Feb 21, 2011
    My bill is the same if I keep the X1 or give it back. There would be no discount on my bill to return it. It's considered "Free" so the FCC rules don't apply.
  15. tarheelblue32

    tarheelblue32 Well-Known Member

    Jan 12, 2014
    Raleigh, NC
    If you only have 1 CableCARD on your account and no other TV equipment, Comcast will give you a customer-owned equipment credit on your bill every month.
  16. cwerdna

    cwerdna Proud Tivolutionary

    Feb 22, 2001
    SF Bay Area, CA
    Yep. I receive a $2.50 credit each month, which I had to ask for. I learned of it years ago here on TCF.

    I hate the stupid sports fees. I don't watch sports. I wouldn't miss it if they took away all my sports and the fee with it. While they're at it, I wish I could opt out of ESPN and save the $ that Comcrap pays to ESPN along w/a whole bunch of other worthless channels in my lineup.
    CopRock and pj1983 like this.
  17. slowbiscuit

    slowbiscuit FUBAR

    Sep 19, 2006
    In the ATL
    LOL, in the current administration? With the FCC that just voted to ignore consumer complaints about ISPs?

    Cable can do whatever it damn well pleases.
    mschnebly likes this.
  18. Mikeguy

    Mikeguy Well-Known Member

    Jul 28, 2005
    Could you elaborate/provide a link? Thanks--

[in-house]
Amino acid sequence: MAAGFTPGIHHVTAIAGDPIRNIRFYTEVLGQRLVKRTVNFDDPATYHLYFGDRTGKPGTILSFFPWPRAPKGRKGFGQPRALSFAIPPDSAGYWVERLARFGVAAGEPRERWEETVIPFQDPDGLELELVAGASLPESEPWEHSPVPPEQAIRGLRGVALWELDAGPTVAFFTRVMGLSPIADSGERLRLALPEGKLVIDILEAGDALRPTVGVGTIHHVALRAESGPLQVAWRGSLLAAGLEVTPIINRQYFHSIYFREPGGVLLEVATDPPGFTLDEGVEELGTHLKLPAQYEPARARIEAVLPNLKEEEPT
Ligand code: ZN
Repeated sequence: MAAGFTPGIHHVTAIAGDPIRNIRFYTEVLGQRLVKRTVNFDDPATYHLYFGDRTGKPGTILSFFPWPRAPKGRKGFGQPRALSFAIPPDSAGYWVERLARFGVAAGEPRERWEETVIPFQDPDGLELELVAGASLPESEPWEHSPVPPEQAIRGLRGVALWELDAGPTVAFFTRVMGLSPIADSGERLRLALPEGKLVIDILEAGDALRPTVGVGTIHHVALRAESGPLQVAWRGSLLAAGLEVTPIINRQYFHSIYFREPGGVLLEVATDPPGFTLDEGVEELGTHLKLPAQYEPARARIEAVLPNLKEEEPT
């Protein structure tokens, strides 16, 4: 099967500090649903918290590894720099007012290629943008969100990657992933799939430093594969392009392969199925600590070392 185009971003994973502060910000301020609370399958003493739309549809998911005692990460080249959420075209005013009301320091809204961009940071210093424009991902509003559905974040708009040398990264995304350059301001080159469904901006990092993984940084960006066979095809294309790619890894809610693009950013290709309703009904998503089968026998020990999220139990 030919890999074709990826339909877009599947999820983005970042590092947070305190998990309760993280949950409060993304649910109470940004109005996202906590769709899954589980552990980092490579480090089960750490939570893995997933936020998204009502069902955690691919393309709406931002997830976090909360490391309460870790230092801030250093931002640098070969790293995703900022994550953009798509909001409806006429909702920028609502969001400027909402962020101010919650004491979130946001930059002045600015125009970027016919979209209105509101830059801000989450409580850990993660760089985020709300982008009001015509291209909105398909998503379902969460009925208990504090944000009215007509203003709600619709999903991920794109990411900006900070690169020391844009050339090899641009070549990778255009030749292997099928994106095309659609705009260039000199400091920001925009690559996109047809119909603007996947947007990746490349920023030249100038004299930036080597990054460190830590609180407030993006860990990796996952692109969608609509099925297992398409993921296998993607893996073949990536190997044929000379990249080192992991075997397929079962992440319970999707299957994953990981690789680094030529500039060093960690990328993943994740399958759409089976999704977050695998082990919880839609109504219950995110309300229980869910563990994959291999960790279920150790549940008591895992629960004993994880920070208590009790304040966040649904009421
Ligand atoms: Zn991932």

19. JoeKustra

    JoeKustra in the other Alabama TCF Club

    Dec 7, 2012
    Ashland, PA...
    I think it's that "Net Neutrality" thing.
    cwerdna likes this.
  20. wizwor

    wizwor Active Member

    Dec 17, 2013
    It doesn't matter whether or not they are the same for all and it doesn't matter how things are bundled together. After the negotiation is over, there is a number on your bill -- Pay This Amount. THAT is the bottom line. Once you have talked through all options and have all bids for services that suit you, you decide which represents the best value to you.

    Right now, I have an antenna, an ISP, a DirecTV dish, AT&T cell phones, and a Prime subscription. At the end of two years, I may discontinue the satellite service which may impact the value of my cell service. If I choose to use a cable provider, I may dump my ISP. At the end of the day, all I care about is what it costs me for the service I want.

Share This Page